Over the last 3 years, archaeologists at Poplar Forest have excavated the Carriage Turnaround to understand what it might have looked like during Jefferson’s era and what changes the later owners made. We’ve finished cataloging the Carriage Turnaround artifacts and I’d like to highlight several of the interesting items we’ve seen from various periods of occupation at Poplar Forest. Overall, the Carriage Turnaround held less material than our other recent projects like the Wing and the Clumps of Trees and Oval Planting Beds (COB). This is the first of three posts, which will work backwards from the mid-20th century to Jefferson’s time. Today I’m going to show two objects from the Carriage Turnaround that I think might have special interest for those who grew up in the 20th century.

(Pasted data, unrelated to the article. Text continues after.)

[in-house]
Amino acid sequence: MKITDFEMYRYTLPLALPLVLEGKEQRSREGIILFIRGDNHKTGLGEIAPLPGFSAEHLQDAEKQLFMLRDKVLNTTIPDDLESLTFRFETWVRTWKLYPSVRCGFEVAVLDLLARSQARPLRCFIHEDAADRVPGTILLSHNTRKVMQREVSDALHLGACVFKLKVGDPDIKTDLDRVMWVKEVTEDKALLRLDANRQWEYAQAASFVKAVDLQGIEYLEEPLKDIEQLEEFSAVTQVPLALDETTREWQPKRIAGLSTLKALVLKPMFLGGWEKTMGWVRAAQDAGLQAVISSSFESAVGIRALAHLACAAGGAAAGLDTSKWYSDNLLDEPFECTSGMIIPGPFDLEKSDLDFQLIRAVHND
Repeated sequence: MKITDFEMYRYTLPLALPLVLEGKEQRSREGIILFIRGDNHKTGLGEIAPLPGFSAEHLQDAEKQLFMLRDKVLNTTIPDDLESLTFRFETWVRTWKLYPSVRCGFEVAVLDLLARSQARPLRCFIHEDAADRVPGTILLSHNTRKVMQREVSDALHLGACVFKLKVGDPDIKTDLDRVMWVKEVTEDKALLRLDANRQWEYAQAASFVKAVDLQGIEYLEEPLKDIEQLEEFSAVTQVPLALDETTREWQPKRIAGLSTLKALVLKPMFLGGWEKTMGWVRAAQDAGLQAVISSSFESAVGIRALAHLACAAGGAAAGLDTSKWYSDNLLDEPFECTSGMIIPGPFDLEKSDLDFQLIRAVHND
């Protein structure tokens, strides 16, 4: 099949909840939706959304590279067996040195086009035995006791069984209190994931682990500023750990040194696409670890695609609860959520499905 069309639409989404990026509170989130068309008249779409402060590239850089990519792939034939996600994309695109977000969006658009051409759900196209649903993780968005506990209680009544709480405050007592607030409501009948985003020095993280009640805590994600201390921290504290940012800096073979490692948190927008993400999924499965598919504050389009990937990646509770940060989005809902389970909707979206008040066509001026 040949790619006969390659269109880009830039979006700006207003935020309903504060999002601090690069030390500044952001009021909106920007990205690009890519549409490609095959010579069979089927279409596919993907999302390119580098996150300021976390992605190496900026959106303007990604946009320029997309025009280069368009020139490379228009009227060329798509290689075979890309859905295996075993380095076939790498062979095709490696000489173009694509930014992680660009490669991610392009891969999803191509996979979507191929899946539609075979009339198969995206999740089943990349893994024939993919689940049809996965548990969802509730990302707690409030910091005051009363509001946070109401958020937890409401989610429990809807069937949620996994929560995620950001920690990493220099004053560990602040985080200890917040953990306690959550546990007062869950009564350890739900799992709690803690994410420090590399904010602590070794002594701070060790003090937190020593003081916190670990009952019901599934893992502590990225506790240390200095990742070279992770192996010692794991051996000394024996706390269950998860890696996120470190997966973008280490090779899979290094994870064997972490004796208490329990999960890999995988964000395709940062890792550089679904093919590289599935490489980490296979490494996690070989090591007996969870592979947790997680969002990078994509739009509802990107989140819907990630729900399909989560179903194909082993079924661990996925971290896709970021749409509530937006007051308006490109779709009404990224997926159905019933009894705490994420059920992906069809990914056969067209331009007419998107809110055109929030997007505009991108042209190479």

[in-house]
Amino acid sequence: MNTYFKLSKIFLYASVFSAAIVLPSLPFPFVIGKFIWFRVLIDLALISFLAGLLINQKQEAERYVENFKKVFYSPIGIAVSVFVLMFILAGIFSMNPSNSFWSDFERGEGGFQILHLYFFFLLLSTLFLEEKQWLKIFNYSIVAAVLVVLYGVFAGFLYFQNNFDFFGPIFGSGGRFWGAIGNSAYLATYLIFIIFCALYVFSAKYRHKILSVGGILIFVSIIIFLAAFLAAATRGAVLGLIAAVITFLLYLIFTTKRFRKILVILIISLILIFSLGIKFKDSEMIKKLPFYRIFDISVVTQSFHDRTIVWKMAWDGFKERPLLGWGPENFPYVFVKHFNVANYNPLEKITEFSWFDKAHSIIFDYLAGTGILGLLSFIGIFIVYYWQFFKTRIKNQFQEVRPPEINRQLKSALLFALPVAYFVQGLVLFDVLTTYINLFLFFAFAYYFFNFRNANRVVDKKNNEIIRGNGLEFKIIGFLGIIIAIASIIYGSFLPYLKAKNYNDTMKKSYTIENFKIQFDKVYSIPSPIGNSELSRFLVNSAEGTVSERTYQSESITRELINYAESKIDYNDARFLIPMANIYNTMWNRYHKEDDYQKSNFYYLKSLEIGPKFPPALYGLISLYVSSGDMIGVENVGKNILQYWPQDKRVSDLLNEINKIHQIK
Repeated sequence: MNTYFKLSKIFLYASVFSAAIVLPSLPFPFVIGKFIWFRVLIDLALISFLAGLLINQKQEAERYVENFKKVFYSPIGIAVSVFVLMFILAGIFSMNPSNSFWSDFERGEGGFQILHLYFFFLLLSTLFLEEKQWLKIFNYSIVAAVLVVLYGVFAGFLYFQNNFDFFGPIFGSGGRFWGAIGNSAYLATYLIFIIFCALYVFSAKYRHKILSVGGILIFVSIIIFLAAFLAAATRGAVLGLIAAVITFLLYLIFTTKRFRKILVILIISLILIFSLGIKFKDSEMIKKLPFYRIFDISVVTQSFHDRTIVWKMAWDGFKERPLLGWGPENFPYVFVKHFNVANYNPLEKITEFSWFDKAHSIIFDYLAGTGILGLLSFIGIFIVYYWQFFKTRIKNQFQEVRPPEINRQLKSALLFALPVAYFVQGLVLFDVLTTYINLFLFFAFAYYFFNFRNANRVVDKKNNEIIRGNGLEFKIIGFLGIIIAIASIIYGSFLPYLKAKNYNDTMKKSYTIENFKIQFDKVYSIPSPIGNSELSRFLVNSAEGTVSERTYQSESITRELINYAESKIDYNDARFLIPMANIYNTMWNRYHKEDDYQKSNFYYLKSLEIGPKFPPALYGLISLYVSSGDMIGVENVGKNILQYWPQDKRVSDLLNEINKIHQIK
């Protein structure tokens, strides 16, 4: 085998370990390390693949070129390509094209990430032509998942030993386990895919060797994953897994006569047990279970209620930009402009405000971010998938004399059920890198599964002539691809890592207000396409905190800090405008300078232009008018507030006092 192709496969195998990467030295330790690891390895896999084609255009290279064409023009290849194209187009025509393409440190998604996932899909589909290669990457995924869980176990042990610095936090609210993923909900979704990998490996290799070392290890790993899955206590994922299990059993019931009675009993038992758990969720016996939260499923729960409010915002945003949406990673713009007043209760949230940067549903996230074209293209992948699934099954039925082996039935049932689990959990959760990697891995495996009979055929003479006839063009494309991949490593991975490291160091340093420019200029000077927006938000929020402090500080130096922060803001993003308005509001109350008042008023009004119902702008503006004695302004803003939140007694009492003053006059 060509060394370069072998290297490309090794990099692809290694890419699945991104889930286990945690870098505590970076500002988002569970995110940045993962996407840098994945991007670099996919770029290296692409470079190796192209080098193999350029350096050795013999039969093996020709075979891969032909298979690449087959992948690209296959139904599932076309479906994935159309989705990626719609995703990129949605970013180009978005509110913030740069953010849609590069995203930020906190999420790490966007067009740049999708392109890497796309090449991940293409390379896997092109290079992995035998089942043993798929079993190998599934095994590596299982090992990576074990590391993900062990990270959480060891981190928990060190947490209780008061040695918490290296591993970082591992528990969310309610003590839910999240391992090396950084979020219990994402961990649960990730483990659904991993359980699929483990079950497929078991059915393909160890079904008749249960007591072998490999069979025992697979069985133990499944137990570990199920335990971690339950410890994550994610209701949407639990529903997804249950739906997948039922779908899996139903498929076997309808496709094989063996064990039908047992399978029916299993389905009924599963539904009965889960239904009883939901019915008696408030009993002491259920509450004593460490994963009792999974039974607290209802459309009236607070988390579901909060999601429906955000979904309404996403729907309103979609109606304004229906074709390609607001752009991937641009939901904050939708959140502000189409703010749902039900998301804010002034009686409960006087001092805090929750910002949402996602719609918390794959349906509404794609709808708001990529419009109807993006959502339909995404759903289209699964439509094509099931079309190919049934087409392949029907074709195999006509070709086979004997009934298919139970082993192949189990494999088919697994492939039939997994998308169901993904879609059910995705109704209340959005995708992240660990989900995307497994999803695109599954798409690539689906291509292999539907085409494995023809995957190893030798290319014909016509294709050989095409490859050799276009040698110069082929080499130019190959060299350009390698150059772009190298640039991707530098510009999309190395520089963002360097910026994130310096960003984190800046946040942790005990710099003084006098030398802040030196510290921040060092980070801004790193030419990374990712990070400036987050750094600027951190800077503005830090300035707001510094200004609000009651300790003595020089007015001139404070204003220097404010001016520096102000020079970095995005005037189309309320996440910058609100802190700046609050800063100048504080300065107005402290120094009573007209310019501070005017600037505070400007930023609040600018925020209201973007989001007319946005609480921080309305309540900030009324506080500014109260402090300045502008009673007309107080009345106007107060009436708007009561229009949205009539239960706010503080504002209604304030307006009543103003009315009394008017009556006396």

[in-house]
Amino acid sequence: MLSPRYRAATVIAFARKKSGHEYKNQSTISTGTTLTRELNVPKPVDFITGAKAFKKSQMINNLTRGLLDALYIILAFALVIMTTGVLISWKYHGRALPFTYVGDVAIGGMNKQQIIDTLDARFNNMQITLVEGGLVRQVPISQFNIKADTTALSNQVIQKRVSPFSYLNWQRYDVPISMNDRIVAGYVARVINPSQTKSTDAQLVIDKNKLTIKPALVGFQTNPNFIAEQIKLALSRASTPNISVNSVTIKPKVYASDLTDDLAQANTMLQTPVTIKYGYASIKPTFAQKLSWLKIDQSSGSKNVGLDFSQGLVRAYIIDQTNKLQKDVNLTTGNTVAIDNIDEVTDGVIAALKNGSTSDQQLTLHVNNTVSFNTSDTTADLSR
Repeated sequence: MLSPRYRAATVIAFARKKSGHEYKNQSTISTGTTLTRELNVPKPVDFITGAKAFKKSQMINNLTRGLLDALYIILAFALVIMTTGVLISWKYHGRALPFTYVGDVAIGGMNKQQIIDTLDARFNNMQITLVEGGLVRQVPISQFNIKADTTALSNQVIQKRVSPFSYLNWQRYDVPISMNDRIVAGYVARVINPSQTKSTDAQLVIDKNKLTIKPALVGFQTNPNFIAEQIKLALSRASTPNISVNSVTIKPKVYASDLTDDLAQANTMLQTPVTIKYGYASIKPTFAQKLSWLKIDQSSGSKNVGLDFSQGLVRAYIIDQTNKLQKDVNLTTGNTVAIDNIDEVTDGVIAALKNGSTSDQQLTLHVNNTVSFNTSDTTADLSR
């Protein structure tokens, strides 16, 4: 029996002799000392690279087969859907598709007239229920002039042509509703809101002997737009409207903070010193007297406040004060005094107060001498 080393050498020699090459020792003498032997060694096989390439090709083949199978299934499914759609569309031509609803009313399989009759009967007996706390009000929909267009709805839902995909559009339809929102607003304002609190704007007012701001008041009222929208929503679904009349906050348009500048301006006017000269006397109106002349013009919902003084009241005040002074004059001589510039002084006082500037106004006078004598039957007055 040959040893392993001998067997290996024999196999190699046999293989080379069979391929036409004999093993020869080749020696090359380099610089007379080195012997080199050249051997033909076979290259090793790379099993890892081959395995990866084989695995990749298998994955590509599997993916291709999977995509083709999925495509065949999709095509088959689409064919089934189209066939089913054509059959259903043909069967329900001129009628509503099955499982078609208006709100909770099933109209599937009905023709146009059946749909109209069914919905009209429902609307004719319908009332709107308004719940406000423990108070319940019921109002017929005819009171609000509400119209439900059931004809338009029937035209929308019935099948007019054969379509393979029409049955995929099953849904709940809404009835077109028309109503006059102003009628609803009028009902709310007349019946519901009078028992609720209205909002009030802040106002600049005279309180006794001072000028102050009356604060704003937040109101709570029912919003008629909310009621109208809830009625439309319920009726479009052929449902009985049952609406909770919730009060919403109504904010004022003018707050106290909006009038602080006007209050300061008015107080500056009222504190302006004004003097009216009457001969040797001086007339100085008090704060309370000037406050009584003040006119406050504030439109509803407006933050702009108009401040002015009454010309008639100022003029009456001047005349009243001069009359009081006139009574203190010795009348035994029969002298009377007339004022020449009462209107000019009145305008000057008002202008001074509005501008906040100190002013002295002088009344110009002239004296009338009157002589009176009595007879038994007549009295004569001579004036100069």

Poplar Forest was owned through the early 20th century by Christian S. Hutter until 1946, when he sold it to Lynchburg lawyer James Watts and his wife Sarah. The couple found it a privilege to live at Poplar Forest with their three children, James III (Jimmy), Key, and Stephen. The Watts not only lived at Poplar Forest but also used it as a dairy farm, which it remained for the next 3 decades. According to oral interviews, they used the Northeast area of the turnaround as parking for their automobiles (Chambers 1989). As we excavated, we found artifacts from the Watts era in the ground.Continue reading